Rapid Responses are wonderful
The paper raises the interesting issue of whether the main peer-reviewed papers have evolved in step with the publishing medium.
But rapid responses, are definitely a huge change from the situation before the online world came into existence - rapid responses are much more numerous than the earlier printed letters, and are indeed rapid. They allow for an almost immediate analysis of 'intricate and technical issues' which arise from the original paper. And although I usually try to restrain myself from doing this, it is possible to effectively 'debate a point almost in real time with another individual' using rapid responses, as I did recently during discussion of the Montgomery ruling.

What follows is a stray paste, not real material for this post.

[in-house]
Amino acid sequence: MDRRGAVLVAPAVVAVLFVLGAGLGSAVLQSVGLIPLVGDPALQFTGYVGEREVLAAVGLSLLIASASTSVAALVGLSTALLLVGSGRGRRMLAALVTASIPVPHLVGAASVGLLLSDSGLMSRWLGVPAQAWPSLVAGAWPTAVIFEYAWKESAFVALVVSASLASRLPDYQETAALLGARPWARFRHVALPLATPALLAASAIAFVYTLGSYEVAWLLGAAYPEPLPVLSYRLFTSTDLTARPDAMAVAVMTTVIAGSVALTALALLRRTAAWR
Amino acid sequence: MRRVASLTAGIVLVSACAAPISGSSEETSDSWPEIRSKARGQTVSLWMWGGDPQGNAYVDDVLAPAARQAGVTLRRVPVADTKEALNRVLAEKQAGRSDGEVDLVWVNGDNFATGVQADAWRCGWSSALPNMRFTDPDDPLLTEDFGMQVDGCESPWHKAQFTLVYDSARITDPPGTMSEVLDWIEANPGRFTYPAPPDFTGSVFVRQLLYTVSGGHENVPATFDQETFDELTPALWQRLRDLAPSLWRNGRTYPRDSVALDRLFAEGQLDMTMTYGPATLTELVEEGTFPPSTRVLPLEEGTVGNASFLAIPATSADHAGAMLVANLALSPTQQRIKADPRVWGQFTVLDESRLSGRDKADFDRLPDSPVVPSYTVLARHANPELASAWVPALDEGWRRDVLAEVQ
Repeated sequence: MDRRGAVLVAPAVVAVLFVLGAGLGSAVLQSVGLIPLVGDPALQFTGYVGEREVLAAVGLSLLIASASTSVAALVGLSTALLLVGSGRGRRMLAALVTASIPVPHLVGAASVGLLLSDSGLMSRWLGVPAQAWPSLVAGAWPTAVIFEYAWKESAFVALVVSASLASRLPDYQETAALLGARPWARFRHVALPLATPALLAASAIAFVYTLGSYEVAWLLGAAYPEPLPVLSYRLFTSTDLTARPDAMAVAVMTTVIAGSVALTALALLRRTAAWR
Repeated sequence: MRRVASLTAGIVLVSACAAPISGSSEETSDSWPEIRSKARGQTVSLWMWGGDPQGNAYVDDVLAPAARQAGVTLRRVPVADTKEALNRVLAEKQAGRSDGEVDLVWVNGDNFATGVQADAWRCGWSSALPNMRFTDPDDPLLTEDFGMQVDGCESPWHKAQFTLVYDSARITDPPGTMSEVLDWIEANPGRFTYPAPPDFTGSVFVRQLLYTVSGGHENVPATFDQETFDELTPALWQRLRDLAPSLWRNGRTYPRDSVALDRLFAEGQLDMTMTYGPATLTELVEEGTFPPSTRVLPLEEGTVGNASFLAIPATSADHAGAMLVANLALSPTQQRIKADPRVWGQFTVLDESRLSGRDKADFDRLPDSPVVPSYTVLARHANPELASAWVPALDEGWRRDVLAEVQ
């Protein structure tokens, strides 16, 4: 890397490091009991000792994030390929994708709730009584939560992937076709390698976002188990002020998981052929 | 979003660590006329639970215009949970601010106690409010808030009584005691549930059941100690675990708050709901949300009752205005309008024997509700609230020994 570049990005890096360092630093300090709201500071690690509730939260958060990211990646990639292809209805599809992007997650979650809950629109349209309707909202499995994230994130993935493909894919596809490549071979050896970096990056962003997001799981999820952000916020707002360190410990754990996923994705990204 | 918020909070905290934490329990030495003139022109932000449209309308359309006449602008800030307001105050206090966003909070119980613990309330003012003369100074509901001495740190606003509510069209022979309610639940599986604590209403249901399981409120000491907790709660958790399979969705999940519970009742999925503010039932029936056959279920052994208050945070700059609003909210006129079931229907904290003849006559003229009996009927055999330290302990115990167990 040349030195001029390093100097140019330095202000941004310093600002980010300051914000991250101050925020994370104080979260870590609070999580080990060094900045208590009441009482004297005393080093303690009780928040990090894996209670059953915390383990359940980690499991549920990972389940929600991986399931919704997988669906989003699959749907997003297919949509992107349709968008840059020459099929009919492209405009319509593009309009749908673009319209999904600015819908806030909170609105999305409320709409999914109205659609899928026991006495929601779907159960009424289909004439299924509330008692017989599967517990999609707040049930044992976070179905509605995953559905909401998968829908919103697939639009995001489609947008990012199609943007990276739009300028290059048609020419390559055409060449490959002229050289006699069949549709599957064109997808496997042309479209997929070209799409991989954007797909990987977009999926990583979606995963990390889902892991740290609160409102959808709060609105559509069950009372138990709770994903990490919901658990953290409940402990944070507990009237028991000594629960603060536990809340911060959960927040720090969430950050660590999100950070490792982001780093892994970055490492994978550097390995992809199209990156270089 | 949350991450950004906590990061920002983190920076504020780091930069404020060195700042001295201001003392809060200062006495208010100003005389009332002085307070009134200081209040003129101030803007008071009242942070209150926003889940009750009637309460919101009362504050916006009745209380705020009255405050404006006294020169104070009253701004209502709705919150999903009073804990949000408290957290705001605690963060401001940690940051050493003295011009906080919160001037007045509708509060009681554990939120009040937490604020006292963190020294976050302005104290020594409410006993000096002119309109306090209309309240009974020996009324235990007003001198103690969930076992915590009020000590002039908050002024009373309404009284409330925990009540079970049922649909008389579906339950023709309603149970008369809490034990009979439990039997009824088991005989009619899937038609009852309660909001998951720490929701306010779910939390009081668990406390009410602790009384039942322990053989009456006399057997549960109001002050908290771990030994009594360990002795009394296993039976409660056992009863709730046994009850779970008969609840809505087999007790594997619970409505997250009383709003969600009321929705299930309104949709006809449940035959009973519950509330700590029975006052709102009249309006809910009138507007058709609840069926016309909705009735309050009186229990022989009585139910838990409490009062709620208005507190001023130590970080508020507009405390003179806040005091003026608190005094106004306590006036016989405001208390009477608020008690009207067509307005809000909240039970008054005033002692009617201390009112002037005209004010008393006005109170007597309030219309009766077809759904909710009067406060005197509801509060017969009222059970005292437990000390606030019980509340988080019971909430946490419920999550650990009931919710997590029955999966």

I also suspect, that rapid responses can 'escape from the restraints of evidence-based research', and from the possible restrictive effects of peer review [which might tend to 'reinforce uniformity'], and therefore rapid responses allow for some really interesting discussions of issues 'at the edges of medicine': for example where medicine and law interact, or where patients and clinicians might see things significantly differently. 'Primary' papers are usually either a description of experiment and observation, or describe 'one opinion': but rapid responses, are much more of a 'debate'. Personally I find experiment and observation informative - but I sometimes find debate, fascinating as well as informative.
Rapid responses, are wonderful !
Competing interests: No competing interests